Side note: Taysom Hill also underthrew Ginn on a deep ball on the Saints’ opening drive, leading to an interception. Unfortunately, this column is already running long without breaking down the good and bad of the Taysom Hill Package.
Big plays from the defense helped seal the win.
Three major defensive plays helped turn the tide in the Saints’ victory:
-On a third-and-short, the Steelers brought in Stevan Ridley, which was a huge telegraph for what they were going to do. (Ridley had only been used on short-yardage carries to this point.) The Saints stormed the line and not only kept Ridley from getting close to the first-down marker, but also forced a fumble the Saints recovered.
-On 4th-and-5 from their own 42, with 4:11 left in the game and up 28-24, the Steelers dialed up a fake punt. A gutsy call that is by its nature controversial, but I like the decision: The Saints can score from anywhere on the field, and it seemed like a first down would allow the Steelers to run down more clock and put the Saints in a much more difficult position. However, the punt defense team sniffed out the fake and stuffed fullback / up-man Roosevelt Nix a yard short of the line of scrimmage.
-On Pittsburgh’s final desperate comeback drive, JuJu Smith-Schuster took a pass and crossed into the edge of field goal range at the Saints 35… and then had the ball punched out by none other than Sheldon Rankins, who had been dropped back into coverage on a zone blitz. Rankins’ play saved the game for the Saints and allowed them to lock up home field advantage with a week to go.
MVPs lead fourth quarter comebacks, right?
Drew Brees’ touchdown pass to Michael Thomas with 1:25 left sealed the win, accounting for Brees’ seventh fourth-quarter comeback and sixth game-winning drive on the season. Only Houston’s Deshaun Watson is close to those numbers, with five categories in each.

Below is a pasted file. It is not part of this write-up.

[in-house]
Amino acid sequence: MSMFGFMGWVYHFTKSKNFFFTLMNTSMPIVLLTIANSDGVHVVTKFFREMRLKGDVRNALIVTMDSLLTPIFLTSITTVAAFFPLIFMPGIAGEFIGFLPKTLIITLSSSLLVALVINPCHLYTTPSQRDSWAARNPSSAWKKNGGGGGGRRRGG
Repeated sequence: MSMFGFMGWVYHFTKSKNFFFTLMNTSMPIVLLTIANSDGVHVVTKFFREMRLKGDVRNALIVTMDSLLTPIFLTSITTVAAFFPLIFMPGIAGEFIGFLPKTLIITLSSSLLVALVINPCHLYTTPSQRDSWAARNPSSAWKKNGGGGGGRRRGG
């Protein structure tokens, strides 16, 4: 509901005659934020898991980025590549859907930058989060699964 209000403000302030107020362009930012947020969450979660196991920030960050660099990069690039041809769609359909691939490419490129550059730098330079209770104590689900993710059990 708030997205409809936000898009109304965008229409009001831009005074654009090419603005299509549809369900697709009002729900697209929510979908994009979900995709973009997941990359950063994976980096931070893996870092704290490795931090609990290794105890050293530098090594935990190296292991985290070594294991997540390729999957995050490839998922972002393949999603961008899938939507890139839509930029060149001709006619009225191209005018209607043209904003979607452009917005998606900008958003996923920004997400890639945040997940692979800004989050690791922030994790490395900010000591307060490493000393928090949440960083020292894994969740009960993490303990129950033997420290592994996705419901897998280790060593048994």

The MVP race seems to come down to Brees and Kansas City’s Patrick Mahomes. Mahomes’ case is built around his eye-popping bulk numbers, with 4,800 passing yards and 48 TDs to date. (Brees stands just shy of 4,000 yards and at 32 TDs.) Mahomes will also get a chance to add to those numbers in week 17, whereas Brees likely will not. (More on that in a minute.)
But then… isn’t that latter point part of the case why Brees should be the choice? While Brees was sealing yet another comeback to guarantee home field for the Saints, Mahomes was in the middle of a two-game losing streak and risking the chance of not only blowing home-field advantage for the Chiefs, but the actual division title. (Mahomes only has two fourth-quarter comebacks and two game-winning drives to Brees’ six and seven.) Mahomes is having a big year, but the Chiefs are 3-4 against teams with a winning record this season, losing to the Patriots, Rams, Chargers, and Seahawks (while beating the Steelers, Ravens, and Chargers again). That can’t all be laid at Mahomes’ feet– the defense gave up 43 to New England and 54 to the Rams– but he also had a chance to win several of these games, and he didn’t. Brees, on the other hand, is 5-1 with the only loss coming on the road to a lights-out Cowboys defense while the offense was missing multiple key starters.